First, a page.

If you believe your cat has swallowed any amount of poppy seeds, or you see her doing so, take her to the vet immediately. You have to have a professional evaluate her overall health and determine whether there are any symptoms of poppy poisoning or not.
What are the symptoms of poppy poisoning?
Usually, when we want to determine or exclude the possibility of certain diseases or conditions, like poisoning in this case, we make sure to carefully observe our feline friends and look for the symptoms.
Some of the most common symptoms of poppy poisoning include:
- the lack of appetite
- pain in the abdomen
- constriction of pupils (or miosis)
- dilation of pupils (or mydriasis)
- body tremor
- poor muscle control (or ataxia)
- general weakness
- euphoria or excitement
- excessive vocalization
- respiratory depression (or hypoventilation)
- slow heart rate (or bradycardia)
If you notice your kitty exhibiting any of the symptoms listed above, schedule a vet visit immediately.
What does the vet do when you suspect poppy poisoning?
Once you bring your fluff to the veterinary station, the vet will first perform a standard physical exam.
This exam includes observation of her general appearance, listening to her chest with a stethoscope (which is called auscultation), and pressing on different areas of her body to feel her organs or tissues underneath.
The vet will also inspect the general levels of alertness in your kitty and her interest in her surroundings.
Next, he will proceed with certain laboratory tests that will determine how the poison is broken down in your kitty’s metabolism.
One of the tests is a complete blood count (CBC) which is a blood test that can determine if there are any weird increases or decreases in cell count. With a packed cell volume test (PCV) the vet can determine the level of (de)hydration.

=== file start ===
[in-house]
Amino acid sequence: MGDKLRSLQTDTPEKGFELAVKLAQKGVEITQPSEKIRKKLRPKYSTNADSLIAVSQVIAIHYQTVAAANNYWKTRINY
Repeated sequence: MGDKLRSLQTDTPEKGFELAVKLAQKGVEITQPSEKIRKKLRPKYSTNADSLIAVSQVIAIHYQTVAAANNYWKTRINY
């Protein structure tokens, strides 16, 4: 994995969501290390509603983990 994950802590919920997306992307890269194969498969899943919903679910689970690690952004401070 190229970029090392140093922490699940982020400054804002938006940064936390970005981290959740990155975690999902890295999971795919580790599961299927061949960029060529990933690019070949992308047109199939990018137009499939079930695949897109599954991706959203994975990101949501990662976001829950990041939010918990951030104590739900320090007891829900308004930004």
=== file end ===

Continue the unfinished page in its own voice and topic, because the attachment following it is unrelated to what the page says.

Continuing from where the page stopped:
If the vet notices a slower heart rate in your cat, he can also suggest doing an EKG test, which is a test that measures the electrical activity of the heart.
How to treat poppy poisoning in felines?
When it comes to the way you are supposed to treat poppy poisoning, the vet might first get your kitty to vomit, so she could get the poppy seeds out of her system.
He can also give her some activated charcoal as it has great detoxifying properties. He can also give her IV fluids to prevent dehydration and give her an oxygen mask or place her in an oxygen cage if she shows signs of troubled breathing.
If your kitty shows signs of depression and anxiety or appears to be under a lot of stress, make sure you put her in a nice, quiet, and dark area in order to calm her nervous system down and help her deal with the toxin remnants.
However, we do have to note that you shouldn’t do any of these treatments without consulting your vet first.
What other seeds are not off-limits for our feline friends?
Since the answer to the question, “Can cats eat poppy seeds?” is a resounding no, we cannot help but wonder if other seeds safe for our fluffs or not.
Luckily for all of us, the majority of the seeds we use in our everyday lives are also fairly safe for our feline friends.
Seeds are rich in vitamins, like B5, B9, and E, and packed with minerals like iron, calcium, and magnesium. They are also a great source of fiber which can be extremely beneficial for your kitty’s digestive system and prevent constipation.
For example, chia seeds are low in fat but rich in amino acids, fibers, and carbs. They can be amazing for your furbaby’s immune system and great for her bones and fur. However, your cat should consume them in moderation. The general rule is to give a teaspoon of chia seeds for every 10 pounds of a cat’s weight.
Other seeds your fluff can consume include pumpkin seeds, which are rich in iron, calcium, zinc, and vitamins K and E. These seeds are also great for digestion and can help in treating intestinal worms.
Flax seeds are rich in Omega-3 and are great for treating inflammatory conditions as well as beneficial for your cat’s skin and fur.
Sunflower seeds are packed with vitamins E, B1, B5, proteins, magnesium, iron, and healthy polyunsaturated fat. When given in moderation, they can do wonders for your fluff’s digestive system.
All in all, seeds can be a great addition to your cat’s diet. But please, before you give your precious fluff anything, consult your vet about all the benefits, necessary portions, and even potential risks.